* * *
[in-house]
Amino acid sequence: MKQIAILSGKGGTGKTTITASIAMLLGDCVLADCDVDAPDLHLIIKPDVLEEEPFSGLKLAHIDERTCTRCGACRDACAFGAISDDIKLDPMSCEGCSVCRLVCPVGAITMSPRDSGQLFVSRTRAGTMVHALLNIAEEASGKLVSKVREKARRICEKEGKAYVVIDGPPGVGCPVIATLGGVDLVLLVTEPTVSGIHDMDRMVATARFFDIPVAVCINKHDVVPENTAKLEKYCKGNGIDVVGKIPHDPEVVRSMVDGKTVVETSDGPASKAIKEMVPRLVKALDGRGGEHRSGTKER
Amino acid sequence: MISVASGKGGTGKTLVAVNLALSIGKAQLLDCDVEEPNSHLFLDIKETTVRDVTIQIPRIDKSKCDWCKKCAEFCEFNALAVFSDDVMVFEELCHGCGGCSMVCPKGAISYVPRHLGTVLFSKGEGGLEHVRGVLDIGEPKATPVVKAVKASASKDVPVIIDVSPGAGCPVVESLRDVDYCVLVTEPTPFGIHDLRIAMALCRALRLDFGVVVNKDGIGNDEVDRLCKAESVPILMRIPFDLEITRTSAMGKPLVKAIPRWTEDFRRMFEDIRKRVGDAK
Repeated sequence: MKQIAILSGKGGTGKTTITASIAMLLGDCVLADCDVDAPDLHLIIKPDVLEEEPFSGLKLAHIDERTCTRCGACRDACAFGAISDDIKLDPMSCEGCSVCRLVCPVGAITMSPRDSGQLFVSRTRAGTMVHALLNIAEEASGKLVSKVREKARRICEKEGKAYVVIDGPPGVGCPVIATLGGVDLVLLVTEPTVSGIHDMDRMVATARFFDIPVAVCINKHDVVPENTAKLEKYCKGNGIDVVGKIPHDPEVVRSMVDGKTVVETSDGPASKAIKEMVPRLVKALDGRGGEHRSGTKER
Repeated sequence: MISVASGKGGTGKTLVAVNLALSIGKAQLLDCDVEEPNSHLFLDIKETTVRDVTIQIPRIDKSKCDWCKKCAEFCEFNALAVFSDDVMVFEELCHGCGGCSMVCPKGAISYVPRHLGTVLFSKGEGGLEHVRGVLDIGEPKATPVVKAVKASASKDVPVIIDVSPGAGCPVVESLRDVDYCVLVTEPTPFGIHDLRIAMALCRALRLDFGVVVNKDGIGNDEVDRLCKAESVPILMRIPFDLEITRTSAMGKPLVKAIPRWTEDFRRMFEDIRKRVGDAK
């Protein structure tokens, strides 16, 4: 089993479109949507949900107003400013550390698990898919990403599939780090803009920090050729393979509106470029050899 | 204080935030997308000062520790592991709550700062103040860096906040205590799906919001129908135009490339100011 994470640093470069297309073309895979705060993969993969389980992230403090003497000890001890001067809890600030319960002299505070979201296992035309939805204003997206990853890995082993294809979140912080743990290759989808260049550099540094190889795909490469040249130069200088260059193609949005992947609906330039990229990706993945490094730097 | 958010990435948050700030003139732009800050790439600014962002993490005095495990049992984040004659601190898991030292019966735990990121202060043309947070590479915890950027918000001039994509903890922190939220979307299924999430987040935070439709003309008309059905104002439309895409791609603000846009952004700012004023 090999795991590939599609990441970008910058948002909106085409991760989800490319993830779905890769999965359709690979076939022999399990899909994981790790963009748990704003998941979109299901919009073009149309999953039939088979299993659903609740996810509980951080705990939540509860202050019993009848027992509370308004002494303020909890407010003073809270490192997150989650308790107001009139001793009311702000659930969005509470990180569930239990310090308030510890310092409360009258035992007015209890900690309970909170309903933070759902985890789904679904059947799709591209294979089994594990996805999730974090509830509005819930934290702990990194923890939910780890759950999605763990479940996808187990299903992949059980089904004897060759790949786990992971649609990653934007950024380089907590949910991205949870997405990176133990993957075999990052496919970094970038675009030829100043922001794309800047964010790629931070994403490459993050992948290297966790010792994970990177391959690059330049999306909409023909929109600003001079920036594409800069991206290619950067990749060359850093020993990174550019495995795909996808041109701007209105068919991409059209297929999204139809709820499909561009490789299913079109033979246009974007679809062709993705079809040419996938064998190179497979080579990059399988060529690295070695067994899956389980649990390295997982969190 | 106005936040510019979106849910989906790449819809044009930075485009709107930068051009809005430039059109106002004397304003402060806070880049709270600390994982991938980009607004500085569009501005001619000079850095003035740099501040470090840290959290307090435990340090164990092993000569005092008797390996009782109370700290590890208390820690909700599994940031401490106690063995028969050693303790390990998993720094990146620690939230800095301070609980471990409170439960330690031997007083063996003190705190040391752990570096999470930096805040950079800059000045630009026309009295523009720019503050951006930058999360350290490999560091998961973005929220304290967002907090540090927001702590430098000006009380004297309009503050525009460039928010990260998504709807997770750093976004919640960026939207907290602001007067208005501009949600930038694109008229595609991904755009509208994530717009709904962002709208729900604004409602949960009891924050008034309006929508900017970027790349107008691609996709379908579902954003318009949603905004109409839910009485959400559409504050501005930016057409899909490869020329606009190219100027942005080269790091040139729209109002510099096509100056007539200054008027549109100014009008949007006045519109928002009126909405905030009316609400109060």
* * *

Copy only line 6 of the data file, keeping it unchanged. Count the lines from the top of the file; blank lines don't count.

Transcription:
């Protein structure tokens, strides 16, 4: 089993479109949507949900107003400013550390698990898919990403599939780090803009920090050729393979509106470029050899 | 204080935030997308000062520790592991709550700062103040860096906040205590799906919001129908135009490339100011 994470640093470069297309073309895979705060993969993969389980992230403090003497000890001890001067809890600030319960002299505070979201296992035309939805204003997206990853890995082993294809979140912080743990290759989808260049550099540094190889795909490469040249130069200088260059193609949005992947609906330039990229990706993945490094730097 | 958010990435948050700030003139732009800050790439600014962002993490005095495990049992984040004659601190898991030292019966735990990121202060043309947070590479915890950027918000001039994509903890922190939220979307299924999430987040935070439709003309008309059905104002439309895409791609603000846009952004700012004023 090999795991590939599609990441970008910058948002909106085409991760989800490319993830779905890769999965359709690979076939022999399990899909994981790790963009748990704003998941979109299901919009073009149309999953039939088979299993659903609740996810509980951080705990939540509860202050019993009848027992509370308004002494303020909890407010003073809270490192997150989650308790107001009139001793009311702000659930969005509470990180569930239990310090308030510890310092409360009258035992007015209890900690309970909170309903933070759902985890789904679904059947799709591209294979089994594990996805999730974090509830509005819930934290702990990194923890939910780890759950999605763990479940996808187990299903992949059980089904004897060759790949786990992971649609990653934007950024380089907590949910991205949870997405990176133990993957075999990052496919970094970038675009030829100043922001794309800047964010790629931070994403490459993050992948290297966790010792994970990177391959690059330049999306909409023909929109600003001079920036594409800069991206290619950067990749060359850093020993990174550019495995795909996808041109701007209105068919991409059209297929999204139809709820499909561009490789299913079109033979246009974007679809062709993705079809040419996938064998190179497979080579990059399988060529690295070695067994899956389980649990390295997982969190 | 106005936040510019979106849910989906790449819809044009930075485009709107930068051009809005430039059109106002004397304003402060806070880049709270600390994982991938980009607004500085569009501005001619000079850095003035740099501040470090840290959290307090435990340090164990092993000569005092008797390996009782109370700290590890208390820690909700599994940031401490106690063995028969050693303790390990998993720094990146620690939230800095301070609980471990409170439960330690031997007083063996003190705190040391752990570096999470930096805040950079800059000045630009026309009295523009720019503050951006930058999360350290490999560091998961973005929220304290967002907090540090927001702590430098000006009380004297309009503050525009460039928010990260998504709807997770750093976004919640960026939207907290602001007067208005501009949600930038694109008229595609991904755009509208994530717009709904962002709208729900604004409602949960009891924050008034309006929508900017970027790349107008691609996709379908579902954003318009949603905004109409839910009485959400559409504050501005930016057409899909490869020329606009190219100027942005080269790091040139729209109002510099096509100056007539200054008027549109100014009008949007006045519109928002009126909405905030009316609400109060």